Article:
Owners of Norwich Terriers should be aware that the Norwich need not only time but space to run off energy. The Norwich are energetic all day long, so owners will find them in an uneasy mood if kept in apartment for too long. As they still have some hunting instincts, an fenced large yard should be available for the Norwich to exercise, a leash is also applicable to the Norch to exercise in an open area. Three times or more everyday outdoor activities can be suitable for the Norwich. mental and physical health. Too much exercise is not appropriate for Norwich Terrier puppies, as their joints and bones are still growing. Any harmful actions should be hold back by owners if their dogs are still at a young age. When puppies jump up or off between sofa, stairs and desk, owners should notice it and give forbiadable directions. they need to be forbidden. Puppies’ joints and limbs are still growing, jumping and running can lead to too much pressure on these body area.

Norwich Terriers are of small size. The amount of food should be suitable for their small size. The frequency of feed is of great importance. Healthier are dogs fed with large amount of food regularly than different amounts of everyday food. Owners can ask for a feeding schedule from breeder. Owners should not panic if dogs have any tummy upsets. You can try to change the diets of them, but it takes some time for them to get recovery. If you still concern about it and don’t know what to do about it, discussion with the vet can be a good choice. Twice-a-day meals is of great health for older dogs. The older Norwich will be less critical about food, but owners should also feed them with high quality material. Fresh and clean water should be a basic recommandation. Try to avoild overweight issues on dogs, as they will be lazy at exercising. Digestive problems can be bad to dogs’ health.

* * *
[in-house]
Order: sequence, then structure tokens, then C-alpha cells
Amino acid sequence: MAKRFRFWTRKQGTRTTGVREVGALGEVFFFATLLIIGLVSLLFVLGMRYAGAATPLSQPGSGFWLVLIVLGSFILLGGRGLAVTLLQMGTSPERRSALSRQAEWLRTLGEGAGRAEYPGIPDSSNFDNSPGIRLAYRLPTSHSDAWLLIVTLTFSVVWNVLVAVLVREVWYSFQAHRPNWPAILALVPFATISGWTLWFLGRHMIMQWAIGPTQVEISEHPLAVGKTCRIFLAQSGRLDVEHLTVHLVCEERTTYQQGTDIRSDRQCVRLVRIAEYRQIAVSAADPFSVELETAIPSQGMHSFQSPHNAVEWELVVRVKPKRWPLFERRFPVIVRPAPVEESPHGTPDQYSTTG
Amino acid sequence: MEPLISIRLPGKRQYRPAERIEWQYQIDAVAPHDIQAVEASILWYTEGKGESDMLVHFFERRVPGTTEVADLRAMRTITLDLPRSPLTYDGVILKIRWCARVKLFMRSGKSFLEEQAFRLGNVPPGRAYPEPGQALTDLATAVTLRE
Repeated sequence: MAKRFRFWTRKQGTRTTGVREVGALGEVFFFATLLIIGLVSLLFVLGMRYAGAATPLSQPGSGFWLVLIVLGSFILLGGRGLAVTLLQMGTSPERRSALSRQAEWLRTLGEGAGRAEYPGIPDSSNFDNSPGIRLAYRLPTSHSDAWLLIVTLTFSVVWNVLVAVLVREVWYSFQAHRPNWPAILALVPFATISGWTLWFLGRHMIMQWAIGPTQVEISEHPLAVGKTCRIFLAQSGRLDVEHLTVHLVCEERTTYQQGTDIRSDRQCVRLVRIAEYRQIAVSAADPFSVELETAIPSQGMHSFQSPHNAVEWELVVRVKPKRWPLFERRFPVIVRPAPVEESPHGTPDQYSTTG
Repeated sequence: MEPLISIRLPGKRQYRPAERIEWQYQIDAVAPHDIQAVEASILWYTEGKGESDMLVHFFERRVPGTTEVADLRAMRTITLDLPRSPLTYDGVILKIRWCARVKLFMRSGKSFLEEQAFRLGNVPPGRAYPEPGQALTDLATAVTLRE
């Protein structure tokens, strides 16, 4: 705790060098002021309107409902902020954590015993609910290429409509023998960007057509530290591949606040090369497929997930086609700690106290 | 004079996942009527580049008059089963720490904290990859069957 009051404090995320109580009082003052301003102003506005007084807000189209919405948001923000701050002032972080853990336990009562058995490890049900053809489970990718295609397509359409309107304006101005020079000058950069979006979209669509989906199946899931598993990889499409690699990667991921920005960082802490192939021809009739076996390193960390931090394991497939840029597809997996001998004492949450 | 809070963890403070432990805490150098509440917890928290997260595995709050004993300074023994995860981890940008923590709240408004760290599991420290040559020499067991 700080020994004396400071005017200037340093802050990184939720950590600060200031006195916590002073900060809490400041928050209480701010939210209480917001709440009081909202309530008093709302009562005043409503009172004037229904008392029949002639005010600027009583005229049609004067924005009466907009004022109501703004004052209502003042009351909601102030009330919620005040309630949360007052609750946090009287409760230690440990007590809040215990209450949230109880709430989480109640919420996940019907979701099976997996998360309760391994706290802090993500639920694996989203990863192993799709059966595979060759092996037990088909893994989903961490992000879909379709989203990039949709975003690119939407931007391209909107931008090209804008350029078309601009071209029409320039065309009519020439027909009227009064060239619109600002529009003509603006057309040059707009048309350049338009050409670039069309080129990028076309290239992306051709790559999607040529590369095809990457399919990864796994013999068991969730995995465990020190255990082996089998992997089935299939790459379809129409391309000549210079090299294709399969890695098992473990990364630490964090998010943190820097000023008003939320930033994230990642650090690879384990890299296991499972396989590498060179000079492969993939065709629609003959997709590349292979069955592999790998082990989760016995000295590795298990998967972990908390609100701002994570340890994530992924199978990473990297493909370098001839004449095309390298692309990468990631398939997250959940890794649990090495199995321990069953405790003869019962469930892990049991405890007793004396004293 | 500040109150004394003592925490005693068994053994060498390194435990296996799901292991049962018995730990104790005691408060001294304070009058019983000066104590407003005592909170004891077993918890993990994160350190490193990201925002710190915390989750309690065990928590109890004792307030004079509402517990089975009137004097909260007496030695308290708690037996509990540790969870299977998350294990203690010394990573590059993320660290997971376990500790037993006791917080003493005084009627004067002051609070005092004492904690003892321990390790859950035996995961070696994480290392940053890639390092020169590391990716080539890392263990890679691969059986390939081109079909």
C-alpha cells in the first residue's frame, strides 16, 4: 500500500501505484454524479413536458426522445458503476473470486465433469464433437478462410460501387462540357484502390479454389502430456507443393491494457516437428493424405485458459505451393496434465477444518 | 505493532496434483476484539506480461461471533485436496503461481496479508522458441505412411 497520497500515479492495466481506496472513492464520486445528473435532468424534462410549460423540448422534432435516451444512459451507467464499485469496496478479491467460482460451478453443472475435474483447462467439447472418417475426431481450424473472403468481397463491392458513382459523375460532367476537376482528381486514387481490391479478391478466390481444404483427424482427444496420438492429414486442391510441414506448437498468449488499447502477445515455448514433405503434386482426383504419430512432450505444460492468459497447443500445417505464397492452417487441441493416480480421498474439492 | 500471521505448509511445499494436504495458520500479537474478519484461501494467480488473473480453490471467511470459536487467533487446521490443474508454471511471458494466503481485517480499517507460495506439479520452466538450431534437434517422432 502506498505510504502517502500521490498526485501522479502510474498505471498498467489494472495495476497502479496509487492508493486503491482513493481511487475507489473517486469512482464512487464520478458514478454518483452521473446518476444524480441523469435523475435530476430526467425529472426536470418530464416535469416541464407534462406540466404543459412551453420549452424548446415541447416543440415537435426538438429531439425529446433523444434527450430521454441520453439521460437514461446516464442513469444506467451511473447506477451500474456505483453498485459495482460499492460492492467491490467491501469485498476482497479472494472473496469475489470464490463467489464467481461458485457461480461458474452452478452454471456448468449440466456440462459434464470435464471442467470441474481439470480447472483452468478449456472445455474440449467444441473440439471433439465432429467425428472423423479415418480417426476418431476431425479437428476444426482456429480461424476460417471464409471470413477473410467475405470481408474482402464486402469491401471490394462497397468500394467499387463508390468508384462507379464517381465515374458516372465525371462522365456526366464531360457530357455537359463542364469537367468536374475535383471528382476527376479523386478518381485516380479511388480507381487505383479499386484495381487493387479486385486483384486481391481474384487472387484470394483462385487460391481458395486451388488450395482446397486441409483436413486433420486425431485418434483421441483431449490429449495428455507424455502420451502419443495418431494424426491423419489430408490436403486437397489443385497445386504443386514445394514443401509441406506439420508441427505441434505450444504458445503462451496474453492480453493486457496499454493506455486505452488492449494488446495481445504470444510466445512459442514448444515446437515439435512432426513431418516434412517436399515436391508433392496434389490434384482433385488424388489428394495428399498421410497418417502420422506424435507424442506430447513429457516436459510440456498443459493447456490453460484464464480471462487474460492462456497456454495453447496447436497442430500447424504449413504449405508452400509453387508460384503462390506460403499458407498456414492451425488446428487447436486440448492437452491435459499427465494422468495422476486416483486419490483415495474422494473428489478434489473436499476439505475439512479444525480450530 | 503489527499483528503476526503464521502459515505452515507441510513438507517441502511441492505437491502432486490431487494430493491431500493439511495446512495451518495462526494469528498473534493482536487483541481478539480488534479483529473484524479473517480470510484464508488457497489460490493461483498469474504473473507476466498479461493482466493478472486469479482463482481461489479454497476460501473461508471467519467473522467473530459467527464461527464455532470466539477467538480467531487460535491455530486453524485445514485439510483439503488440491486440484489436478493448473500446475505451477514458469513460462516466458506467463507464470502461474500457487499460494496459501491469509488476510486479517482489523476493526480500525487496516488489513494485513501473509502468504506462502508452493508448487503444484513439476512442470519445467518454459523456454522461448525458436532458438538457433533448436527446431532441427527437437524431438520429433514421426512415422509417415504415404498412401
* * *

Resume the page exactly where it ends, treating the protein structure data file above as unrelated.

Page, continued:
Basically, Norwich Terriers are a in good health. However, health screening is still of great importance. Hip dysplasia, degenerative myelopathy, epilepsy and upper airway syndrome are common among the Norwich. What is less known to people is upper airway syndrome, which affects dogs’ respiration. This respiration disease is variable.It is inheritable in some cases, while some not. So owners should get aware of the possibile chances of the inheritance of disease on next generation. The Norwich are prone to develop plaque and tartar, so a basic teeth-brushing should be necessary. Apart from dental care, ears and eyes should be checked and cleaned regularly. Owners need to use some sterilized items to clean ears of the Norwich in case of irritations, infections and wax build up. The Norwich can stay in good health only if some general clean measures taken.